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Guest Commentary: The news must reach the young

Jul 29, 2002  •  Post A Comment

Although almost 30 million Americans still watch a network newscast every weekday night, very few of them are what you would call young. Nielsen Media Research figures cited by the Los Angeles Times show the median age for Tom Brokaw’s viewers is 56.7 years-and they’re the youngest of the lot; Peter Jennings’ are 58.7 and Dan Rather’s are 60.3.
Not that cable news is much better off, if at all. Fox News Channel’s viewers average 59 years old, and CNN averages a whopping 63. The youngest of the cable lot watches CNN Headline News, hurry-up news for busy Boomers, and their median age is 51.
So news executives are tearing out their remaining hair. (By the way, things are at least as bad in the newspaper business.) They’re all wondering how they can get younger viewers to watch news. Otherwise, the advertisers with real money will put their commercials somewhere else. (It’s a rule: Toyota pays more per thousand viewers than does Tums.) Otherwise, who pays for that expensive graphics equipment or the few foreign bureaus that haven’t yet been closed, or the CEO-type salaries of the anchormen?
There may be a hint in the way most Americans, young and old, turned to the network news coverage of Sept. 11. When there was news they really wanted, that’s where they went. But that so rarely happens anymore. The kind of news that newsmen think is significant, the kind of news that not so long ago everybody considered to be vital, no longer seems important to people under 50, or maybe under 45.
I have another thought. When a group of us put Chet Huntley and David Brinkley together to anchor the NBC coverage of the 1956 political conventions, nobody expected it to work as well as it did. And none of us has ever figured out why it did. In hindsight, perhaps it was because Chet made you realize that what was going on was important, and David, while not disagreeing, implied, “Yes, but …”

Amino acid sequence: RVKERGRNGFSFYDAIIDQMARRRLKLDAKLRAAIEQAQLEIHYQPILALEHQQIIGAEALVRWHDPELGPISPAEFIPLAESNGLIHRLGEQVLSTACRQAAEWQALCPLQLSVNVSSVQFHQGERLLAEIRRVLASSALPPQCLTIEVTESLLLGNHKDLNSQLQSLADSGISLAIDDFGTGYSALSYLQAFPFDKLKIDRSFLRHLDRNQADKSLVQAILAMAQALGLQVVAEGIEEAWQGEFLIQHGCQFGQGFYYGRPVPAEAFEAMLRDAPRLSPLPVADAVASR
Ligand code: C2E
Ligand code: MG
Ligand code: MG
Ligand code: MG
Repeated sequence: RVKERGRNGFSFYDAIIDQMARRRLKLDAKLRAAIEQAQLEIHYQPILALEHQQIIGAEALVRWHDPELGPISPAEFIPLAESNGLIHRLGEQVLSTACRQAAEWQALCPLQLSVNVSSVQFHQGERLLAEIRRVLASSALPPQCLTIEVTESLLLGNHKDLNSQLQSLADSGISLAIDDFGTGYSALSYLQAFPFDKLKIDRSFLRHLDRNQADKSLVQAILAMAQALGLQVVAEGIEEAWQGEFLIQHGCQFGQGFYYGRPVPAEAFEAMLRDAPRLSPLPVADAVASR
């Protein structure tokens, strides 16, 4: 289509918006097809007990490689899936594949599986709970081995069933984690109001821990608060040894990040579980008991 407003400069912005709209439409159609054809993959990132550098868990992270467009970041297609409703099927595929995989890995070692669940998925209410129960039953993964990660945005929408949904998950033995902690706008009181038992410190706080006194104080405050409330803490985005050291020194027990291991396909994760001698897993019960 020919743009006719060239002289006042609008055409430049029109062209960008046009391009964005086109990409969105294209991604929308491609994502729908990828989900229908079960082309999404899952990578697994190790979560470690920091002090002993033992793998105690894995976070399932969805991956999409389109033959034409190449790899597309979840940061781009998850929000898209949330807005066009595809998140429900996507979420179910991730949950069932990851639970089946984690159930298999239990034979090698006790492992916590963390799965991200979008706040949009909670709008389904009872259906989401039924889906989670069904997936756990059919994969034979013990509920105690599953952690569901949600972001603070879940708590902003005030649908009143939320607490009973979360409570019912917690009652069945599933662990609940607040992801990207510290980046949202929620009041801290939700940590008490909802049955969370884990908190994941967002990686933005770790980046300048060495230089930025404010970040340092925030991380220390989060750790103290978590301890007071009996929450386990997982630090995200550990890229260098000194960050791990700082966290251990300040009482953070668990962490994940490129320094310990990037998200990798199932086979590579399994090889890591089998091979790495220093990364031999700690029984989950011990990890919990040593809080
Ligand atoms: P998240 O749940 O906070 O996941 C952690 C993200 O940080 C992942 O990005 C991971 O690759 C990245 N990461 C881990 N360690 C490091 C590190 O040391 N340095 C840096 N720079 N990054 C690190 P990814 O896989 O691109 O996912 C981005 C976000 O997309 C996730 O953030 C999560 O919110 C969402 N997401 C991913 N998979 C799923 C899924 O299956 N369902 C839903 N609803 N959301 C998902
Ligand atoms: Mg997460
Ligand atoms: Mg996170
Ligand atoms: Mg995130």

When in October 1956 they took over the evening newscast, with myself as producer, we still had no idea of the potential. The first years, as a matter of fact, were not big winners as we felt our way. Then it exploded. Evening news audiences were never larger, before or since. Including young people. Not that we ducked big, often unpleasant news. Those were, after all, the days of the civil rights struggle, the Vietnam War and protests at home, campus riots and burning cities.
But the presentation was straightforward instead of gimmicky. (We didn’t use fantastic graphics just because they were there, because, in fact, they weren’t there yet.) The news that followed the big news was interesting rather than medical. And looking back, I have come to believe there was something about Brinkley’s attitude that appealed to young people. He never slighted the news, of course, but not all of it was earth-shaking. He may have ended forever the voice-in-the-well news that dominated broadcasting as it moved from radio to TV. Would that attitude attract younger viewers now?
One more thought about getting younger people to watch news: It may be impossible.
A few months ago, a widely reported poll of American high school students showed they know very little history. Sometime this year or next, we can expect the National Geographic Society to announce that another of its periodic surveys has shown how little Americans, and especially American schoolchildren, know about geography.
If you don’t know history and you don’t know geography, how can you be interested in news? You don’t know where it is taking place; you don’t know what went on before. How can someone in Oregon care about the president banning oil drilling off the west coast of Florida? And as for foreign news, forget it. Afghanistan is bad enough. How about Uzbekistan and Turkmenistan, Tajikistan and Kazakhstan? That’s only where we’ll get our oil after Saudi Arabia dries up. It’s also where the old Silk Road went through and where Marco Polo traveled. Why should young people be interested?
How can you expect them to be interested? The school system we taxpayers pay for has not equipped them to be. If you are really concerned about young people being interested in news, get after your local school board. Go to PTA meetings. Do something!
Reuven Frank is a former president of NBC News.